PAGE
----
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Former FIFA Underboss, Jack Warner, Allegedly Ripped Off Funds for Haiti Earthquake Victims

Warner is accused of stealing $750,000 in money intended to help Haiti rebuild after the devastating 2010 earthquake.
June 9, 2015, 3:05pm
Imagen por Alva Viarruel/EPA

A US federal probe is investigating allegations that FIFA's former Vice President Jack Warner misappropriated $750,000 of relief fund money he raised to aid Haiti after that country's devastating earthquake in 2010. It's the latest incident of alleged behind-the-scenes corruption at the world soccer organization.

US investigators allege that Warner, 72, who is also being investigated for his role in a host of other bribery and fraud charges, diverted the emergency funds donated by FIFA and the South Korean Football Association (SKFA) away from victims of the Haiti disaster and into his bank accounts for "personal use," documents obtained by the BBC show.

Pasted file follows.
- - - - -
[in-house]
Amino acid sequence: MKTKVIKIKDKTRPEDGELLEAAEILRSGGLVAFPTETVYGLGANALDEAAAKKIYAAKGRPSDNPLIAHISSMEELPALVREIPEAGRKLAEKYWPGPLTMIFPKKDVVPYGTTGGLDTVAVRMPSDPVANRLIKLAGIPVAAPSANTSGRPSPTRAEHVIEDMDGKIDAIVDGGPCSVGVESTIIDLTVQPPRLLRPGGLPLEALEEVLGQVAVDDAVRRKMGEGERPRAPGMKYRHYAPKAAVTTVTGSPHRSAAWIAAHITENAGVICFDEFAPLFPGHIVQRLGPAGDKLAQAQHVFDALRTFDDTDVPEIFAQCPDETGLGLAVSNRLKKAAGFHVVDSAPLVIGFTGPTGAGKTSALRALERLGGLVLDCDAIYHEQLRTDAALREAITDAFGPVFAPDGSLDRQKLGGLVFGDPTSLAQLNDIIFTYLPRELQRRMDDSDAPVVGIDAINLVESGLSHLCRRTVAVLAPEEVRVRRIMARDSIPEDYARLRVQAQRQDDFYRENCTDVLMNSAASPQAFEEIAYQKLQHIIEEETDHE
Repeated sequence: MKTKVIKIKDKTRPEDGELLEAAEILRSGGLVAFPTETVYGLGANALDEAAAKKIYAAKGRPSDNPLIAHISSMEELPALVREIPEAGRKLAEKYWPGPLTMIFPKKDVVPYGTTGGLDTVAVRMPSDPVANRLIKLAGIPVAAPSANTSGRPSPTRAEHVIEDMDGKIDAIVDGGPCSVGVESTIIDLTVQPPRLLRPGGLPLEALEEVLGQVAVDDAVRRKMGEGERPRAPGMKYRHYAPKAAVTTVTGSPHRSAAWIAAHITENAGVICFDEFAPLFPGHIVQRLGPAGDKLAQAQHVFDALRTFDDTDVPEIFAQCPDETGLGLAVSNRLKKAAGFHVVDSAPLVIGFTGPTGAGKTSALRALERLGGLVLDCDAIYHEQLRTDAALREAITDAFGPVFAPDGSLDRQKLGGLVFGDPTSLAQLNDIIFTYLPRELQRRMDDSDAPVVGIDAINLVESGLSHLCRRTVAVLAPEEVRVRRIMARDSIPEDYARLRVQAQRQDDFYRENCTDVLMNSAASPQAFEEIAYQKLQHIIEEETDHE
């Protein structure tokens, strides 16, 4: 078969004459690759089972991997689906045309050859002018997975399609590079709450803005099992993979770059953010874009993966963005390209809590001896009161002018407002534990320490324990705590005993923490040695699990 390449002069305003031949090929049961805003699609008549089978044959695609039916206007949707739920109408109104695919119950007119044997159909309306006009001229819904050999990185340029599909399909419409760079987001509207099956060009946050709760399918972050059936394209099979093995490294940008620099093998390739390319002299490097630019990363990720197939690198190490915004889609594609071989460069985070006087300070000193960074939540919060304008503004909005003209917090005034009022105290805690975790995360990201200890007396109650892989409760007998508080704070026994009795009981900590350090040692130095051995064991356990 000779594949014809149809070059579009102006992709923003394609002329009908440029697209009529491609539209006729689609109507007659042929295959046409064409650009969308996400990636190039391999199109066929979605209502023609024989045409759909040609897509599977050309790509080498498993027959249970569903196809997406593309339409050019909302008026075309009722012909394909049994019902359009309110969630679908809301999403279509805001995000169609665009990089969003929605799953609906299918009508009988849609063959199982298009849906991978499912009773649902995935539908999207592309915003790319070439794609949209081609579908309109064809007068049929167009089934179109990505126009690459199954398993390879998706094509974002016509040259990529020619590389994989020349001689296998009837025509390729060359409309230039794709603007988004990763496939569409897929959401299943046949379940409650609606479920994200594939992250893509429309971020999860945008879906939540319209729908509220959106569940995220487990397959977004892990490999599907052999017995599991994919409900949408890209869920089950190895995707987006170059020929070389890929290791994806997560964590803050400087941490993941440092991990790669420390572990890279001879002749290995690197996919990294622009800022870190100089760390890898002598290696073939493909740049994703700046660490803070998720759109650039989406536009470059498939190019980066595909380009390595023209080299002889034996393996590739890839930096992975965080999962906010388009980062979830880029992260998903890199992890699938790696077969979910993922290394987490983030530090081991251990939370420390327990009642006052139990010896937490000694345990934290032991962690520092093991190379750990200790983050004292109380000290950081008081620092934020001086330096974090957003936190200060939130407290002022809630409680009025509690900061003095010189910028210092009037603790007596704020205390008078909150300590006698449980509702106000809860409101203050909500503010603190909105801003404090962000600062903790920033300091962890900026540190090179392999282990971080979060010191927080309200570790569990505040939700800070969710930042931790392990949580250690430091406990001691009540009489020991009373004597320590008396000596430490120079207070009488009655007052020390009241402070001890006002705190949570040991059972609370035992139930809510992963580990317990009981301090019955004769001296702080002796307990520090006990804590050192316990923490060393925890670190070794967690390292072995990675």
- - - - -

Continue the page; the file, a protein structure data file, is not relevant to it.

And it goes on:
The former vice-president of the embattled soccer association was arrested last month in his home country of Trinidad and Tobago, where he is a former politician and businessman. He is facing extradition on money laundering and corruption charges that Warner has denied.

Related: The Gloves Are Off, the Die Is Cast, Tyrants Will Fall: FIFA's Jack Warner Speaks

Allegations about Warner's alleged misuse of Haiti emergency funds previously surfaced in 2012, when the Trinidad & Tobago Football Federation (TTFF) alleged that the $250,000 from FIFA and $500,000 from the SKFA were disbursed straight into an account controlled solely by Warner.

Warner called the allegations a conspiracy at the time, saying, "I have nothing to answer to anybody." After the allegation surfaced, FIFA subsequently cut off funding to the TTFF.

Over the weekend, the BBC reported that Warner had also allegedly misappropriated $10 million from South Africa's Football Association intended to be used for a so-called "diaspora legacy programme" to foster the growth of football in the Caribbean.

Warner instead allegedly spent the funds on cash withdrawals, personal loans, and to launder money, according to documents that form part of the US investigation. He has continued to deny any wrongdoing on all accounts.

Related: The FIFA Net Closes In: Will Sepp Blatter Be Next?

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